In he slid, all the way up to the musty hilt and oh the smell of warm Vaseline. Paul pictured the Progressive Parents of Candyce winking from their respective tandem treadmill and Exercycle.
Dreamy creamy arsecock on a Tuesday.
The profundity of it, as Candyce stared unfocusedly into Paul’s brown eyes and Paul stared unfocusedly into Candyce’s grey eyes and molten traces of Candyce’s lunch and dinner from the day previous burned the shaft of his thingy like Greek fire, was all about how rebelliously wrong it was, deliberately wrong, a thumb, so to speak, in Nature’s eye, so to speak. The pussy with its primal sugars is there not here, you filthy Neanderthals: God and Mother Nature were running to and fro and gesturing frantically and they were fucking livid but Paul and Candyce had agreed to this three days in advance because this was the kind of fucking it was best to discuss in detail before the fact and with a certain amount of planning.
Candyce had gone out bravely and purchased with a crisp twenty the Vaseline and Paul had ordered the satin sheets at a department store he normally wouldn’t have had the nerve to enter. They had decided on this primal form of victimization; this sacrifice; Candyce was being very gently sacrificed. When he was locked in Candyce Paul didn’t dare to move but sort of squeezed himself outwards to her depths from low and inside his own cock, expanded the ballooning bronze head toward the core of her body temperature. Candyce tightened her bottom’s grip and twisted the bulging effigy of Paul like twisting the cap off an agitated Coke bottle and Paul’s DNA exploded into the lunch-webbed antechamber of her duodenum, a red hot sneeze of seven billion hypothetical children. But all it took was one.
Then Paul dressed for his birthday, still a-tingle, wearing a very nice secondhand suit and homburg hat from favorite tailor, Lois’ Attic, the vintage threads shop on Lyndale near Lake, the last waves of the orgasm still receding from the shores of his soul’s beach. A vested grey flannel suit that was entirely too warm for the weather (and the cuffs were a little high over Paul’s sockless ankles) but he looked responsible in it. Especially now. All dressed up in this suit and with his hair tucked under the homburg hat, in the full-length mirror he’d gotten from a Department Store’s fire (in point of fact tornado) sale and walked home allegorically with four characters from Linden Hall helping him carry the heavy thing, he looked responsible in it alright. He looked responsible for having just gently fucked Candyce Thorgrimnson in the ass and still a-tingle. He lacked only the buggerer’s traditional handlebar mustache and center-parted, brilliantined hair but he felt the buggerer’s sweet soft lingering ozone fizz of song in his blood. He bid adieu to the shade of James Joyce (the patron saint of anal) on the corner beside them, crossing ahead of them in his jaunty plus fours and boater, disappearing into the Liffey or Lethe of traffic with his crusty pleaser as Paul’s orgasm finally petered out.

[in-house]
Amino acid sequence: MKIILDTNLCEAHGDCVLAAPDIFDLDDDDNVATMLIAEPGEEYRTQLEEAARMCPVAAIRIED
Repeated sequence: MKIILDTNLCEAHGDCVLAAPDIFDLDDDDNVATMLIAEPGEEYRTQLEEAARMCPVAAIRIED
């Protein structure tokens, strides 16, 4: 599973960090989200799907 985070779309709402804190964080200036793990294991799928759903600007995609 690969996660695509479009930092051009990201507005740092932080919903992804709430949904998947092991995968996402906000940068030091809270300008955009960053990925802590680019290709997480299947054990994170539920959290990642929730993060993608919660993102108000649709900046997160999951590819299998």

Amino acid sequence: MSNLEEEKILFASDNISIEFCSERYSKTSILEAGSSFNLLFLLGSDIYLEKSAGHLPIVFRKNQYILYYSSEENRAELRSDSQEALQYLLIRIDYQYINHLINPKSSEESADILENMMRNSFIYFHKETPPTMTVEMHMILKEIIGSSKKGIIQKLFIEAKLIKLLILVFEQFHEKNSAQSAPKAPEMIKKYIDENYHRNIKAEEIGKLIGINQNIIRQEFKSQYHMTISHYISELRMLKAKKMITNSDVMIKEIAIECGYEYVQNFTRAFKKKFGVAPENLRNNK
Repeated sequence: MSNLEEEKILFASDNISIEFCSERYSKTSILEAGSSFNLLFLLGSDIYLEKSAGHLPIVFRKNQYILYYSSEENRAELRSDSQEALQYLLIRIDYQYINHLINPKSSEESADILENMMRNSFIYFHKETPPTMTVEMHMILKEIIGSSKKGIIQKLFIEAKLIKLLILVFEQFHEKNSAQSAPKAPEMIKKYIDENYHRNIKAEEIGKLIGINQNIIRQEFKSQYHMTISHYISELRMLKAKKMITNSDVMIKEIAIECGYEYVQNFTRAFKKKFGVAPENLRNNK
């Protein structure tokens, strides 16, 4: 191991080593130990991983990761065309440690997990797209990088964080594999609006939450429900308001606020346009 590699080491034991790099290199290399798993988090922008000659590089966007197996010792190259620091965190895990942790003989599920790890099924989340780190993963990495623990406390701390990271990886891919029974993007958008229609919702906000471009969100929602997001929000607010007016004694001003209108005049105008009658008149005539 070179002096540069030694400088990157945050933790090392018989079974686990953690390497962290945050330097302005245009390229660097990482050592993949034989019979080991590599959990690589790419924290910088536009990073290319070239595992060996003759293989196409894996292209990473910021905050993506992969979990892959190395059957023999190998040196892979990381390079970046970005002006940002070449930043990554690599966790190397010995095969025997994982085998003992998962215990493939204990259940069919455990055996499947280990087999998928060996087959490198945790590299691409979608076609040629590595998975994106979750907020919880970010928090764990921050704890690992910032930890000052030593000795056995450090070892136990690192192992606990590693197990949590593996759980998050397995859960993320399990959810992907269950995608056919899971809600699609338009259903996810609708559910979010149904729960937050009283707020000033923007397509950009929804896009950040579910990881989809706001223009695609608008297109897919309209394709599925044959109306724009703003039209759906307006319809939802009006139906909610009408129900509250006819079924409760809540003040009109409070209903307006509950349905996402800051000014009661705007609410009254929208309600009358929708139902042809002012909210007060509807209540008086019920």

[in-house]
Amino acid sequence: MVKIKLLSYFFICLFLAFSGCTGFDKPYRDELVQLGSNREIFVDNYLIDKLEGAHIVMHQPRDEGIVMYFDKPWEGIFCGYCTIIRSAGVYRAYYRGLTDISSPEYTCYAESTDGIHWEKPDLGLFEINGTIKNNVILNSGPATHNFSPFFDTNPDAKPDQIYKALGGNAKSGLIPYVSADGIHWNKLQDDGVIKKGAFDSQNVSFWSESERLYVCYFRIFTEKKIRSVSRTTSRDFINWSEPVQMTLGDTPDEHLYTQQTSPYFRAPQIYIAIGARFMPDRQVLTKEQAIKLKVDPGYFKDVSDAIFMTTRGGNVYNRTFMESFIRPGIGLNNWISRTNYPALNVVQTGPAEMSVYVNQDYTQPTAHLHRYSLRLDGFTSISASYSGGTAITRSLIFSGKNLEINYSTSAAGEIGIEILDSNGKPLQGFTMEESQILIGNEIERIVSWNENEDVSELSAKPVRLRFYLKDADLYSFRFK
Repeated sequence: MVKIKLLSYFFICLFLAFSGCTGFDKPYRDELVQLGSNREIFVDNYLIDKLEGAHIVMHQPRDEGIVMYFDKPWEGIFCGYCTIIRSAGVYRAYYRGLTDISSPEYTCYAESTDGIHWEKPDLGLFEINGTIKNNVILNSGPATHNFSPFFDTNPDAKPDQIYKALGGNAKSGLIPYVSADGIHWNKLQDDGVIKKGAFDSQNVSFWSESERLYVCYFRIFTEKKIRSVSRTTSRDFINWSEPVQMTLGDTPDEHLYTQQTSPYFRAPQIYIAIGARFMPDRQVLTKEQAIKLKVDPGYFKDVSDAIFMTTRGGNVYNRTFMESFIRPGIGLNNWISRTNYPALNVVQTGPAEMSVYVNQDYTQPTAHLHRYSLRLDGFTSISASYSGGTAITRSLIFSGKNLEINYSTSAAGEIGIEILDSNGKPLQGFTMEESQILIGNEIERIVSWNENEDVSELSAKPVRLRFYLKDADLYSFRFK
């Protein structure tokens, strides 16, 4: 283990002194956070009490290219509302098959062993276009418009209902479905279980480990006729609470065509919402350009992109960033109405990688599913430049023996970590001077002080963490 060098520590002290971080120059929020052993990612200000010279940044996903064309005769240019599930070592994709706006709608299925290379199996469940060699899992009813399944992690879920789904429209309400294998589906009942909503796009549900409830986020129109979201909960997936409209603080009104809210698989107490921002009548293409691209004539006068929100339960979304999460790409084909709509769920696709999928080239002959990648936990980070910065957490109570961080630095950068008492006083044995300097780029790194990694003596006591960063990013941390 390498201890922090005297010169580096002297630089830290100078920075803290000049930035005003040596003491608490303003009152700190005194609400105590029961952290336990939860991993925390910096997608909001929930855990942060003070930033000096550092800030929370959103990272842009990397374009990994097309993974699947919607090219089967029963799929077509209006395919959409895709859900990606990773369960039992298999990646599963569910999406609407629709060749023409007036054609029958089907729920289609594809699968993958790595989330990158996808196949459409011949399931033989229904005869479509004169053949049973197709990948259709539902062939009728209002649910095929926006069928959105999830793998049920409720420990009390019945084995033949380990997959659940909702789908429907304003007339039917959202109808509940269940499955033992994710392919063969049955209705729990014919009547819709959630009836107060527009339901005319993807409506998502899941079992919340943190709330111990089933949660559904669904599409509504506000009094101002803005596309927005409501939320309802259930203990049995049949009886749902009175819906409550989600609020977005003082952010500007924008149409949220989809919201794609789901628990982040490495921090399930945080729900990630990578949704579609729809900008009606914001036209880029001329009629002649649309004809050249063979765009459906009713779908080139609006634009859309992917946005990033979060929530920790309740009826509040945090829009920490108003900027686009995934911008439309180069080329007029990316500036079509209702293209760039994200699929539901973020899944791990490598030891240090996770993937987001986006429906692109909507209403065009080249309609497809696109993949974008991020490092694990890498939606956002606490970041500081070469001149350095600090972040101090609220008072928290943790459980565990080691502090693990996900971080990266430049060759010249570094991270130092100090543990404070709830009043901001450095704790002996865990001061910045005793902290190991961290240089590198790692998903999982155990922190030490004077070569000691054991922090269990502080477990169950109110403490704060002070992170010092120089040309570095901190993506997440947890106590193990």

Everything on the lake-side of Hennepin Avenue looked so much less sinister now that he had microbial streaks of Candyce’s recently-digested meals on the contracted shaft of his recumbent consciousness. Even the money-green sunlight. Was he ready to join the parade after all? There remained one residual tingle of orgasm between his shoulder blades, twinkling like the morning star displaced to the late afternoon.
“You know I’ve never done that with anyone before? Theriouthly.”
Paul squeezed Candyce’s hand.
Through the front door of her building and up the carpeted stair steps to the second floor they went, giggling. Candyce unlocked her door and said, “Just go sit in the kitchen while I look for my wallet in the bedroom,” and she abruptly disappeared as though she’d never existed as Paul nodded, grinning and bracing himself for a chorus of “Surprise!” as he swaggered smirking down the short hall past the heavily-framed and signed movie posters (Mean Streets, Raging Bull, Taxi Driver, King of Comedy, etc) …
…and into the kitchen where the light was already on.
No friends nor birthday cake. No streamers or camera flashes or noise-making thingies that roll out like tongues when you blow.
Nothing but Paul’s father sitting incongruously in a chair in the middle of the room beside a briefcase, dapper as an undertaker in his dark suit and white satin tie. He had another chair pulled up beside him that Paul was obviously meant to sit in. Otherwise the kitchen was just as empty as it had been the last time Paul had seen it and it smelled just as strongly of paint.
“Hello Bob,” said Paul.
Fucking Candyce, thought Paul.